Exact Three Cover.
py  9.21 kB  07/29/2020 at 22:48 


xpythonscript  7.20 kB  07/23/2020 at 02:51 

import random
from itertools import combinations
from itertools import permutations
import sympy
import json
import quantumrandom
print('Welcome to EX3CProbablisticAlgorithim')
print('Enter your Exact Three Cover Instance')
s = input("Input list of integers (no repeating elements) for S with commas (eg. 1,2,3,4...) : ").split(',')
c = input('enter list for C (eg. [[1,2,3],[4,5,6]]): ')
c = json.loads(c)
#s = 1,2,3,4,5,6,7,8,9,10,11,12,13,14,15,16,17,18,19,20,21,22,23,24,25,26,27,28,29,30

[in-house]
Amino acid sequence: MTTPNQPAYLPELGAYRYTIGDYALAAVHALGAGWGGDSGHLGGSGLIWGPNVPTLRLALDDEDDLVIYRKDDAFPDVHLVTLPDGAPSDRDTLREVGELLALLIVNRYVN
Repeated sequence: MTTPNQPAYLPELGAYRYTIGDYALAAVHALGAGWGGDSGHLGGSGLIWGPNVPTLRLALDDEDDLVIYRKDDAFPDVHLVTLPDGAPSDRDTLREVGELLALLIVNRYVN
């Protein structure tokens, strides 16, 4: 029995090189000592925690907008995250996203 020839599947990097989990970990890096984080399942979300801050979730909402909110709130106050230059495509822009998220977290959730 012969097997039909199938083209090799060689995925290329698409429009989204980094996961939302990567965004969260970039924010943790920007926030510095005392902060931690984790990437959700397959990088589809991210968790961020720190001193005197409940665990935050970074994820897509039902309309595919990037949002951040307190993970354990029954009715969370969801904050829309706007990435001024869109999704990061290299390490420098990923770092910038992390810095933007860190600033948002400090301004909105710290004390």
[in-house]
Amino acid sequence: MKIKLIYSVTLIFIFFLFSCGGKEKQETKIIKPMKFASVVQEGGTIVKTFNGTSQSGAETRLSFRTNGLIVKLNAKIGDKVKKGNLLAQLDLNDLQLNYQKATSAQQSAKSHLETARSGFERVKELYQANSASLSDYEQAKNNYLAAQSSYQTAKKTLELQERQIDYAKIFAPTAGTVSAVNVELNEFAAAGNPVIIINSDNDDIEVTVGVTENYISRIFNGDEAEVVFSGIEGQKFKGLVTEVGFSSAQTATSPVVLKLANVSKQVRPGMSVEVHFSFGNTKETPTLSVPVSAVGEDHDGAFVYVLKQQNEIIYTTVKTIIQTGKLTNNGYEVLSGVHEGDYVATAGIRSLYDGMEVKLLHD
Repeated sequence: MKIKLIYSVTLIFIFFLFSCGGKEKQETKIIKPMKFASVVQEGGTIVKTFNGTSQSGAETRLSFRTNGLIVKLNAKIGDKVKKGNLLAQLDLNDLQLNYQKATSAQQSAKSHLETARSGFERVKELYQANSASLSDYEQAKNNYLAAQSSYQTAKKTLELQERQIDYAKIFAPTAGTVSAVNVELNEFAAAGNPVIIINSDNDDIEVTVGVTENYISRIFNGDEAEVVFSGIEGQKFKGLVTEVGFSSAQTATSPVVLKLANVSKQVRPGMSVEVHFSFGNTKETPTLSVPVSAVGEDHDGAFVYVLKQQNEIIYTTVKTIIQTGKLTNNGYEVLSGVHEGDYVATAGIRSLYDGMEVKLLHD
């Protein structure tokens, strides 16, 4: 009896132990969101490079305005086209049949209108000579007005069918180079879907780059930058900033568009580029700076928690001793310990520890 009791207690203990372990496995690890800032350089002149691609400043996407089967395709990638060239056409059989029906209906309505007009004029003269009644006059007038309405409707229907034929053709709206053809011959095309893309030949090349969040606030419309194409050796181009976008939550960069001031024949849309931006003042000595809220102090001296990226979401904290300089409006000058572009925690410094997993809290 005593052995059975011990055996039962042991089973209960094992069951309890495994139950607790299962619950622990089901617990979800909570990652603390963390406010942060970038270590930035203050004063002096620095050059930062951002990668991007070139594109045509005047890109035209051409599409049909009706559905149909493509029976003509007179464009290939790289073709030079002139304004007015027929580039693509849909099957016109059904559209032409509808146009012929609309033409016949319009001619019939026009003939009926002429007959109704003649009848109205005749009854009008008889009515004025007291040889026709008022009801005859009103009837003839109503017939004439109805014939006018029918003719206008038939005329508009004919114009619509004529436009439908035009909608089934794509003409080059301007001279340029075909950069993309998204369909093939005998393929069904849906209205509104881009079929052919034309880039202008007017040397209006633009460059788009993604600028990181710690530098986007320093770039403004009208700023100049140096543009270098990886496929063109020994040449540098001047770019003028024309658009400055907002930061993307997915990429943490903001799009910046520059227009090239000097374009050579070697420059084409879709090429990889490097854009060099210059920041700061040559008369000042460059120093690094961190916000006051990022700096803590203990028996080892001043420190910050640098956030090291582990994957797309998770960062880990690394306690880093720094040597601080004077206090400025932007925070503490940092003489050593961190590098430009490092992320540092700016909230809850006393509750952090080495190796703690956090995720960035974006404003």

#c =[[1,2,3],[1,2,4],[1,2,5],[1,2,6],[3,4,5],[3,4,6],[3,4,7],[4,5,6],[4,5,7],[6,3,7],[7,10,11],[22,1,11],[22,27,29],[30,1,14],[30,13,14],[14,20,11],[25,27,29],[1,2,45],[14,1,2],[14,2,3],[14,5,1],[26,4,13],[26,7,17],[27,29,18],[19,27,13],[3,4,13],[19,2,1],[19,20,9],[18,3,2],[29,26,1],[5,3,11],[13,16,19],[13,20,21],[13,1,9],[17,19,23],[1,3,5],[5,3,2],[6,8,1],[7,30,23],[11,19,7],[7,4,28],[7,4,28],[18,13,1],[7,12,15],[15,2,3],[29,1,2],[29,2,3],[29,2,4],[29,5,4],[29,23,22],[3,26,5],[3,26,4],[3,25,3],[10,11,2],[30,1,2],[30,3,4],[30,4,5],[30,8,9],[30,18,19],[30,20,13],[6,22,23],[6,24,15],[18,1,2],[18,2,3],[18,4,5],[18,16,1],[24,26,27],[10, 2, 7], [10, 13, 14], [10, 5, 9], [6, 3, 8], [10, 26, 27], [10, 19, 16], [10, 25, 23], [10, 12, 15], [10, 29, 30], [10, 20, 21],[27,28,30],[28,29,30],[10,2,1],[10,7,8],[10,13,14],[10,11,8],[15,1,2],[15,8,4],[13,14,15],[11,12,15],[22,1,2],[22,21,3],[22,25,23],[10,4,8],[17,2,3],[17,2,4],[17,20,21],[18,2,3],[18,2,4],[18,19,16],[15,4,9],[4,5,1],[4,5,10],[5,7,9],[4,5,9]]